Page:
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War's WasteRehabilitation in World War I America$
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Beth Linker

Print publication date: 2011

Print ISBN-13: 9780226482538

Published to Chicago Scholarship Online: March 2013

DOI: 10.7208/chicago/9780226482552.001.0001

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PRINTED FROM CHICAGO SCHOLARSHIP ONLINE (www.chicago.universitypressscholarship.com). (c) Copyright University of Chicago Press, 2021. All Rights Reserved. An individual user may print out a PDF of a single chapter of a monograph in CHSO for personal use.date: 17 September 2021

Propaganda and Patient Protest

Propaganda and Patient Protest

Chapter:
(p.120) Six Propaganda and Patient Protest
Source:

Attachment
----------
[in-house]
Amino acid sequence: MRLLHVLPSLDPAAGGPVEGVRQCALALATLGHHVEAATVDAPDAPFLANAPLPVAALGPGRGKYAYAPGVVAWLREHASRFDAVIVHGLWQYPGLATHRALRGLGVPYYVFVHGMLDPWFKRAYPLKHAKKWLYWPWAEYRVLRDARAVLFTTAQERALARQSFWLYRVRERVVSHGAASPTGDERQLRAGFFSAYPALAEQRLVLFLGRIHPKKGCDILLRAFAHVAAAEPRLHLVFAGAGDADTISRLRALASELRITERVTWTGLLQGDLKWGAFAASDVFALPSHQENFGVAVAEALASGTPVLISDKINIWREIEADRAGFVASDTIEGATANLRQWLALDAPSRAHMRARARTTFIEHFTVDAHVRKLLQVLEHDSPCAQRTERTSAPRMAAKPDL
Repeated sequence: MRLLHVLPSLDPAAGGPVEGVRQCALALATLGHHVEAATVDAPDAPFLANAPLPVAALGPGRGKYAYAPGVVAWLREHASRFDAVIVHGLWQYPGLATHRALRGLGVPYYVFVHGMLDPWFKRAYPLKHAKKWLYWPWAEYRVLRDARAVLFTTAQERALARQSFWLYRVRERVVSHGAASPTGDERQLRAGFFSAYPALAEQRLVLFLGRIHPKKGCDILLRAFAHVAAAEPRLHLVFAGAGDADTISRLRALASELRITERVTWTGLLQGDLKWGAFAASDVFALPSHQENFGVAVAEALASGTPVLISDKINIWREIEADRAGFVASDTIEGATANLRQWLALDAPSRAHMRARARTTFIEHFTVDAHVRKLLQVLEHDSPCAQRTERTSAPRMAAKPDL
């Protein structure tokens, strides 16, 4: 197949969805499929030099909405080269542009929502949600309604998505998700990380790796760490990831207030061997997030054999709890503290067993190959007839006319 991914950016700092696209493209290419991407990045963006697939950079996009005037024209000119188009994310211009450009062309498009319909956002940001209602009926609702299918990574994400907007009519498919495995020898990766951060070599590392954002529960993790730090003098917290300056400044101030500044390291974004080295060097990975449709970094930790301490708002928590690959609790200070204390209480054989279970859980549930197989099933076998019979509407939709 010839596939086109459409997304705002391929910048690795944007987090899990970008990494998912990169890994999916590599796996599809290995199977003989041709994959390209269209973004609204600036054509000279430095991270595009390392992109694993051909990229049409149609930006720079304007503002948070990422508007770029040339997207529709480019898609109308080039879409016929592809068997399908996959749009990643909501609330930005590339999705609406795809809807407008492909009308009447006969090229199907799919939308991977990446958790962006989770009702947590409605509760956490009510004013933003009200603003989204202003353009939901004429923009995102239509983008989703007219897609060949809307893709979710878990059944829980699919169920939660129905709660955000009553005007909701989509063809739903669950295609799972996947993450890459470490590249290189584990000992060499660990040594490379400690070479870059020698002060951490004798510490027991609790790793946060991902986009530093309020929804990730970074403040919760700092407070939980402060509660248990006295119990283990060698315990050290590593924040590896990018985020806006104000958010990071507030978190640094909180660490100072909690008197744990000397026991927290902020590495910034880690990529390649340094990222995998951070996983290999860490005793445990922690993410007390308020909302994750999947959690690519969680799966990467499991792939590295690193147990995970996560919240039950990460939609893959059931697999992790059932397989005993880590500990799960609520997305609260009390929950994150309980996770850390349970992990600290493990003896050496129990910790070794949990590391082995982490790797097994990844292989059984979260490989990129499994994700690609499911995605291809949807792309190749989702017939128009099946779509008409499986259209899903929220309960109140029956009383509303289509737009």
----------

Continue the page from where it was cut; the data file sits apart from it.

War's Waste
Publisher:
University of Chicago Press
DOI:10.7208/chicago/9780226482552.003.0007

This chapter describes in detail the rehabilitation propaganda and complaints of disabled American soldiers. Rehabilitation propaganda worked to maintain political support for both the passage of the War Risk Insurance Act (WRIA) and the war itself. The Office of the Surgeon General (OSG) propaganda and the Office of the Inspector General (OIG) reports showed two very different views of physical rehabilitation—one based on ideals, the other on lived experience. The disabled soldiers in charge of the Come-Back assumed that while most able-bodied men had many prospects for marriage, the disabled veteran should feel lucky if even one woman expressed interest in him and should thus reciprocate her signs of affection, even with false words of praise. Military physicians employed the diagnosis of hospitalism to avoid taking responsibility for medical failure. Thus, hospitalism placed the blame on the patient.

Keywords:   rehabilitation propaganda, disabled American soldiers, WRIA, OSG, OIG, military physicians, physical rehabilitation, hospitalism

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